Lessons from Member of "Little Rock Nine" to Highlight University's MLK Celebration

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Fifty years after the landmark integration of Little Rock's Central High School, Ernest Green, one of the "Little Rock Nine," will share his personal experiences as one of the trailblazers of the civil rights movement. He will be the keynote speaker for Case Western Reserve University's 2008 Martin Luther King, Jr. Convocation. The free, public event begins at 12:30 p.m. on Friday, January 18, in Amasa Stone Chapel, 10940 Euclid Ave.

Along with eight other black students, Green courageously integrated the then all-white Central High School in 1957. Several books, movies and documentaries have been produced which chronicle Green and his classmate's historic and turbulent school year, the most recent being the Ernest Green Story.

The convocation kicks off a week's worth of events across campus celebrating King January 18-25. Other events include author and historian James West Davidson's lecture at the MLK Day Student Luncheon, poetry readings, the spring service fair and an invitation-only dinner with United States Rep. Stephanie Tubbs Jones. Read more.

Case Western Reserve Junior Awarded Prestigious Pickering Foreign Affairs Fellowship

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Case Western Reserve University junior Hannah Cha has been selected as a Thomas R. Pickering Foreign Affairs Fellow by the United States Department of State. Cha was among 20 students selected from over 1,000 applicants.

As a Pickering Fellow, Cha will receive tuition, board and book reimbursement for her remaining two years of undergraduate work, as well as her first year of graduate school. The grant also includes living and travel stipends during the three-year time period. In addition, she will have an orientation in Washington, D.C., two summer internships - one domestic and one abroad - with the U.S. Department of State, and guidance from a Foreign Service Officer mentor during her graduate studies.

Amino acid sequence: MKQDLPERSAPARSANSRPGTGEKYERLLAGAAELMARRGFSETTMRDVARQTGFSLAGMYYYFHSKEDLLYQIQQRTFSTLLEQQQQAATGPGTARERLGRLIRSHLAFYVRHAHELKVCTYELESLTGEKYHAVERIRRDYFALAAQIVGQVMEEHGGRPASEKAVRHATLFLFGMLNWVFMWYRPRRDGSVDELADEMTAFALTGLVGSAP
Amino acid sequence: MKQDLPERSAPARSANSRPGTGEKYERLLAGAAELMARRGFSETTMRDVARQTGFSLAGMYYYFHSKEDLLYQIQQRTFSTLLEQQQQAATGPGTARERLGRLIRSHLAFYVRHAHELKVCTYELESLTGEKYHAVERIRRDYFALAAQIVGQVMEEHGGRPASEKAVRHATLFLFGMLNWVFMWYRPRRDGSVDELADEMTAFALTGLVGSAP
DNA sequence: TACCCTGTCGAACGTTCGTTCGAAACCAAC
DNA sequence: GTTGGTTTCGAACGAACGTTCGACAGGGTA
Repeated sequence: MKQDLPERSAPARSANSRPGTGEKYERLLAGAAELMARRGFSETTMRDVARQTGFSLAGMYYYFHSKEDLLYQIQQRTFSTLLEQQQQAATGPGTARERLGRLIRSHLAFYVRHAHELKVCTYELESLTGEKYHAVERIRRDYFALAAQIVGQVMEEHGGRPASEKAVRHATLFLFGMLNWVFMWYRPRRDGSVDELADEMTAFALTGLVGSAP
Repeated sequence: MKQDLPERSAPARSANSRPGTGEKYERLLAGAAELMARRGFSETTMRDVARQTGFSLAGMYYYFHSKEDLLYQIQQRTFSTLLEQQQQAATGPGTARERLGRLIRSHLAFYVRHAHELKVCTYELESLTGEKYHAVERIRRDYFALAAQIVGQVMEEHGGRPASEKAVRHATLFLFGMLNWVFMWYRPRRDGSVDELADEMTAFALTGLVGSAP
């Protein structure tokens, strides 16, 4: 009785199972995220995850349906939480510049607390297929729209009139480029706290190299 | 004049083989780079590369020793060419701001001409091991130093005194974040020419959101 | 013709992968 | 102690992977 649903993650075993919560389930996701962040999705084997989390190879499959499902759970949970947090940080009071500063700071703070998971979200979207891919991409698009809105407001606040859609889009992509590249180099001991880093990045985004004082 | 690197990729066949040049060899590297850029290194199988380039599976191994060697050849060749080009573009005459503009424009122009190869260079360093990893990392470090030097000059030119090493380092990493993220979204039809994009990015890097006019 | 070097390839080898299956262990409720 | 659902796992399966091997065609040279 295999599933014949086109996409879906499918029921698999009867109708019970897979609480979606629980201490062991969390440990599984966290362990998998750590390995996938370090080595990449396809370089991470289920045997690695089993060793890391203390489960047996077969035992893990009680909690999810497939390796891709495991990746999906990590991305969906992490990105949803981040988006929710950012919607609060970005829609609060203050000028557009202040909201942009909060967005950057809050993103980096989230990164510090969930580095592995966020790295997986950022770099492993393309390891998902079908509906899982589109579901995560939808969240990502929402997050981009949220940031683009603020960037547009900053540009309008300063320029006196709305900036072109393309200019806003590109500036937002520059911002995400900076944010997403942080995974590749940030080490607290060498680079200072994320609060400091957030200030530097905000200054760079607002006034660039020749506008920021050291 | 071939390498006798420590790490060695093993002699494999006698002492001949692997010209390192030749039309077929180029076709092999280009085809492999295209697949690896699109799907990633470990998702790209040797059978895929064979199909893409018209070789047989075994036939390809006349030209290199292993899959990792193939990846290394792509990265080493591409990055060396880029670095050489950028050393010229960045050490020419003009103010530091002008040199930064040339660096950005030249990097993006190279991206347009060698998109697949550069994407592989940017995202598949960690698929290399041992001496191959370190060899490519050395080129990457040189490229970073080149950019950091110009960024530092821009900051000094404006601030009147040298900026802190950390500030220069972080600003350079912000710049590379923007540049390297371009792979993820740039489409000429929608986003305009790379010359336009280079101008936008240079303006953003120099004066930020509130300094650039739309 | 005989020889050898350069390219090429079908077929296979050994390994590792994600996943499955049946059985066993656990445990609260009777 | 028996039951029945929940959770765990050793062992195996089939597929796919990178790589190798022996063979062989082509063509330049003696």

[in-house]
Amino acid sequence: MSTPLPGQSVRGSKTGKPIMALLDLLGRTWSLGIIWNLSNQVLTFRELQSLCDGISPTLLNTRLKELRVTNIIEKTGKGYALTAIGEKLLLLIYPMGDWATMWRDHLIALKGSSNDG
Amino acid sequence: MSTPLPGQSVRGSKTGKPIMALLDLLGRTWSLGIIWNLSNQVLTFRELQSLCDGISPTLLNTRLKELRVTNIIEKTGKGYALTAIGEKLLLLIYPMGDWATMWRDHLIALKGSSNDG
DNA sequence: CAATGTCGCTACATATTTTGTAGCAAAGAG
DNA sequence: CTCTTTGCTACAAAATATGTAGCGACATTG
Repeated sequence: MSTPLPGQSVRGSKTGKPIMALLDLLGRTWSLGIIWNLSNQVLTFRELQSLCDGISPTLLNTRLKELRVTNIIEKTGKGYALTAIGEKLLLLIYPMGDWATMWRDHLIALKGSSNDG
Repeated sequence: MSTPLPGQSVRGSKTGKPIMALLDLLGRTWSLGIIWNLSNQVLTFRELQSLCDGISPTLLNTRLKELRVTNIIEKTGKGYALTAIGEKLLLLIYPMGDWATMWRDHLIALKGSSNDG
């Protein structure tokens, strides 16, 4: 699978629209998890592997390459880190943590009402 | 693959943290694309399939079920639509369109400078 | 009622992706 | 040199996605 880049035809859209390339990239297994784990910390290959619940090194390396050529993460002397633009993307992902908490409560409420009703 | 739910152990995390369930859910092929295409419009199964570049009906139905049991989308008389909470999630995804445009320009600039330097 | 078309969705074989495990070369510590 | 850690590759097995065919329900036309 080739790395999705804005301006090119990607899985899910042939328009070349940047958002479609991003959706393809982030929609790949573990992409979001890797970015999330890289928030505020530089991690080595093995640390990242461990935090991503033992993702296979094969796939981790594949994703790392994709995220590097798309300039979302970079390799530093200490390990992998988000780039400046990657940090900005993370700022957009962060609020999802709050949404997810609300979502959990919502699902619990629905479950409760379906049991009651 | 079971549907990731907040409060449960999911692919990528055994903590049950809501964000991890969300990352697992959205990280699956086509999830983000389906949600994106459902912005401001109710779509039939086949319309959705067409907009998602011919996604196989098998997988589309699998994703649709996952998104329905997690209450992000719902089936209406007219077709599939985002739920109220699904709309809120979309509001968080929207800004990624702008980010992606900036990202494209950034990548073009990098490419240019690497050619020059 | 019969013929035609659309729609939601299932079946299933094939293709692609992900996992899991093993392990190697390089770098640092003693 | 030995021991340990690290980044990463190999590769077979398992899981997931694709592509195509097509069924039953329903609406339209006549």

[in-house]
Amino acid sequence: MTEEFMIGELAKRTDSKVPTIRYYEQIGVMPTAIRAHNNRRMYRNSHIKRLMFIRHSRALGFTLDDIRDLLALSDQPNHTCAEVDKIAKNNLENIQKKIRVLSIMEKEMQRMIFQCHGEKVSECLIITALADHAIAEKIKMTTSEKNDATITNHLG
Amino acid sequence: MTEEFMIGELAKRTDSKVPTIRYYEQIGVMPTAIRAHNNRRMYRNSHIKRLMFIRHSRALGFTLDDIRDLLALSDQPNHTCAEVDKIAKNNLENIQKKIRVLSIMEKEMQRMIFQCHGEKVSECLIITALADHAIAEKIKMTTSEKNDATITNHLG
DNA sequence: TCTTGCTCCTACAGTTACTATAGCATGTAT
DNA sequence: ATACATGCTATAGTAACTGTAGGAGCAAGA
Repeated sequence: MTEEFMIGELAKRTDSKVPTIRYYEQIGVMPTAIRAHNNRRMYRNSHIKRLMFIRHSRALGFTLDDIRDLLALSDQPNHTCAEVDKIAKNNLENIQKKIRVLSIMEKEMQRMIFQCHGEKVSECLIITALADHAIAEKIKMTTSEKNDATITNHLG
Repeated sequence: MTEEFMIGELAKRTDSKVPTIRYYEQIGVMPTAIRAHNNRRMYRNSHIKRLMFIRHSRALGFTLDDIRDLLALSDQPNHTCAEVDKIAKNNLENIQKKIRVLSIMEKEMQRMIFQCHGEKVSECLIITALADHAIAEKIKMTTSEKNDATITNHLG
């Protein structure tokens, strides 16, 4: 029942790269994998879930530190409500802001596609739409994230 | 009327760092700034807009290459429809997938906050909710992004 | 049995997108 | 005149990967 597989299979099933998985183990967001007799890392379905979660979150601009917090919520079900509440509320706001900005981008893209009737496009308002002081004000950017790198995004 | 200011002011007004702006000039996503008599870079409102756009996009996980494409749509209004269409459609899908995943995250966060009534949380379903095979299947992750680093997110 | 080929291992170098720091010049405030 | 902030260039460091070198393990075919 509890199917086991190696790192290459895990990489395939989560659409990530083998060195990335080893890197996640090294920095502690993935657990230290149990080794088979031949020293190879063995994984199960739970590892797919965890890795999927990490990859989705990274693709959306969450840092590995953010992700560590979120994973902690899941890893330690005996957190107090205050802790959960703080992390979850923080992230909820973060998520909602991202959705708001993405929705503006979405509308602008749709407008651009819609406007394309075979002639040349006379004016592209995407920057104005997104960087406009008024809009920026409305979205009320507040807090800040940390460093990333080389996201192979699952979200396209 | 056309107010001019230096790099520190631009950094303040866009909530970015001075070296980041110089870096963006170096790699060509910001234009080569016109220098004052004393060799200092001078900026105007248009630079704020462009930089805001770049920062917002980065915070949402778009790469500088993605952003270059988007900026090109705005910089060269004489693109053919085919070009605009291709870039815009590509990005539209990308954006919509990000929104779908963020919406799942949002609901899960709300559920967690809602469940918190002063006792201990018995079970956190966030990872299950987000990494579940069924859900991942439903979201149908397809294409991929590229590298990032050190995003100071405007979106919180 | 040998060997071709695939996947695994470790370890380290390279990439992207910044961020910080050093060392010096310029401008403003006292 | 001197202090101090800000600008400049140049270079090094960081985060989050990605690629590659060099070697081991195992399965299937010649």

Following completion of her master's degree, Cha will enter into a commitment as a Foreign Service officer. Read more.

Campus News

It's not too late to get a flu shot: The University Health Service is offering influenza vaccines to all students, faculty and staff for $10, payable in cash or check. To schedule an appointment or for more information, call 368-4539.

Winter break hours for the university evening shuttle bus continue through January 11, with all university shuttle routes returning to normal hours of operation January 12. During winter break, only one campus evening shuttle bus will be in operation for the north and south side routes, from 5:15 p.m. to 12:30 a.m. The day shuttle routes will maintain the normal schedule. Refer to the Web site for general information.

For Faculty & Staff

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On November 19, 2007, the Department of Homeland Security issued a final regulation regarding the security of chemicals that could be diverted for illicit use. This regulation requires the university to perform an inventory of the campus for substances that Homeland Security lists as Chemicals of Interest (COI). The information collected will be used by Homeland Security to assign the university a Security Tier. The university will then be required to implement security measures for those chemicals of interest identified on campus. The Department of Occupational and Environmental Safety (DOES) has been charged by Homeland Security and the Office of the Provost to collect the required information. An inventory of the chemicals in laboratories is required according to the Homeland Security chemicals of interest list and the results must be reported to DOES before January 31. An Excel spreadsheet listing the chemicals of interest has been assembled for use to report results. Refer to the DOES Web page for instructions and the spread sheet. Questions should be sent by e-mail to the DOES.